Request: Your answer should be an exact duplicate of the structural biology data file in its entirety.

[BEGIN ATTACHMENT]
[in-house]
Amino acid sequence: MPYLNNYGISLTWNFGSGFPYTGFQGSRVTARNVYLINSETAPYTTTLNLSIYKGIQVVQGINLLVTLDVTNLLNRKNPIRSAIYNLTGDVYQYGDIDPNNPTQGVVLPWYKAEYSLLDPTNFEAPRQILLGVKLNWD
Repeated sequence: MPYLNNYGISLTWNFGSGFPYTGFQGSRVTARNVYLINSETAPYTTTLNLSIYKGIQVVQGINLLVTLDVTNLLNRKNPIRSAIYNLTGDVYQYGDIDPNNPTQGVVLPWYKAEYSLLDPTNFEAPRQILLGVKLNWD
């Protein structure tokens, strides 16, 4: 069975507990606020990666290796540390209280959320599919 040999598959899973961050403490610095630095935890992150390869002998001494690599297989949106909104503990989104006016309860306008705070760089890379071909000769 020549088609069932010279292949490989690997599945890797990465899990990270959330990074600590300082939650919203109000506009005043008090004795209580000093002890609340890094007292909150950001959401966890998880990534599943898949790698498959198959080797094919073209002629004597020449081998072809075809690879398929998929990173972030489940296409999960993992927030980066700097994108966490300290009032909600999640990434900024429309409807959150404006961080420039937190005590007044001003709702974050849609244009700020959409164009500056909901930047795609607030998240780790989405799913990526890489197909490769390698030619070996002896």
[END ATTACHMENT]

[in-house]
Amino acid sequence: MPYLNNYGISLTWNFGSGFPYTGFQGSRVTARNVYLINSETAPYTTTLNLSIYKGIQVVQGINLLVTLDVTNLLNRKNPIRSAIYNLTGDVYQYGDIDPNNPTQGVVLPWYKAEYSLLDPTNFEAPRQILLGVKLNWD
Repeated sequence: MPYLNNYGISLTWNFGSGFPYTGFQGSRVTARNVYLINSETAPYTTTLNLSIYKGIQVVQGINLLVTLDVTNLLNRKNPIRSAIYNLTGDVYQYGDIDPNNPTQGVVLPWYKAEYSLLDPTNFEAPRQILLGVKLNWD
């Protein structure tokens, strides 16, 4: 069975507990606020990666290796540390209280959320599919 040999598959899973961050403490610095630095935890992150390869002998001494690599297989949106909104503990989104006016309860306008705070760089890379071909000769 020549088609069932010279292949490989690997599945890797990465899990990270959330990074600590300082939650919203109000506009005043008090004795209580000093002890609340890094007292909150950001959401966890998880990534599943898949790698498959198959080797094919073209002629004597020449081998072809075809690879398929998929990173972030489940296409999960993992927030980066700097994108966490300290009032909600999640990434900024429309409807959150404006961080420039937190005590007044001003709702974050849609244009700020959409164009500056909901930047795609607030998240780790989405799913990526890489197909490769390698030619070996002896």